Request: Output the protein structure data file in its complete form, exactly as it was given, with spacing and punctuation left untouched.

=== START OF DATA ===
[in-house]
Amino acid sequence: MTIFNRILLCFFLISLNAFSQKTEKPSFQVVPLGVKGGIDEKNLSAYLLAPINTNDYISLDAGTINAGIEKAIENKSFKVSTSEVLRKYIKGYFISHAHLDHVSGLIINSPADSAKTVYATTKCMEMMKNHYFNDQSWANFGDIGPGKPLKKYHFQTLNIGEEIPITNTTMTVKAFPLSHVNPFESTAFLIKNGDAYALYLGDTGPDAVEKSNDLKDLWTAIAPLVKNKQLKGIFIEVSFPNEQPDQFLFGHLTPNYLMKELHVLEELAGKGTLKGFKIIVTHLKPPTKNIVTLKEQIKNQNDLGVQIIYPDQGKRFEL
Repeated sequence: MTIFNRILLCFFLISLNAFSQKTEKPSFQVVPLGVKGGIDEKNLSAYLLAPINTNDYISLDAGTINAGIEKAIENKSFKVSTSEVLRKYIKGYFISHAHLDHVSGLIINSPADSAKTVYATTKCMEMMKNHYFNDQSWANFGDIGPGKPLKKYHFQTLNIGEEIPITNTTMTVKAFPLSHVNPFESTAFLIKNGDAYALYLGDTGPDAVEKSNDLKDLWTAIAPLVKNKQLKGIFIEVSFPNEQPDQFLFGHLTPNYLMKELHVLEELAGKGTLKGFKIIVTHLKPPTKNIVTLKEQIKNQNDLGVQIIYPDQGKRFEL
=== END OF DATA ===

[in-house]
Amino acid sequence: MTIFNRILLCFFLISLNAFSQKTEKPSFQVVPLGVKGGIDEKNLSAYLLAPINTNDYISLDAGTINAGIEKAIENKSFKVSTSEVLRKYIKGYFISHAHLDHVSGLIINSPADSAKTVYATTKCMEMMKNHYFNDQSWANFGDIGPGKPLKKYHFQTLNIGEEIPITNTTMTVKAFPLSHVNPFESTAFLIKNGDAYALYLGDTGPDAVEKSNDLKDLWTAIAPLVKNKQLKGIFIEVSFPNEQPDQFLFGHLTPNYLMKELHVLEELAGKGTLKGFKIIVTHLKPPTKNIVTLKEQIKNQNDLGVQIIYPDQGKRFEL
Repeated sequence: MTIFNRILLCFFLISLNAFSQKTEKPSFQVVPLGVKGGIDEKNLSAYLLAPINTNDYISLDAGTINAGIEKAIENKSFKVSTSEVLRKYIKGYFISHAHLDHVSGLIINSPADSAKTVYATTKCMEMMKNHYFNDQSWANFGDIGPGKPLKKYHFQTLNIGEEIPITNTTMTVKAFPLSHVNPFESTAFLIKNGDAYALYLGDTGPDAVEKSNDLKDLWTAIAPLVKNKQLKGIFIEVSFPNEQPDQFLFGHLTPNYLMKELHVLEELAGKGTLKGFKIIVTHLKPPTKNIVTLKEQIKNQNDLGVQIIYPDQGKRFEL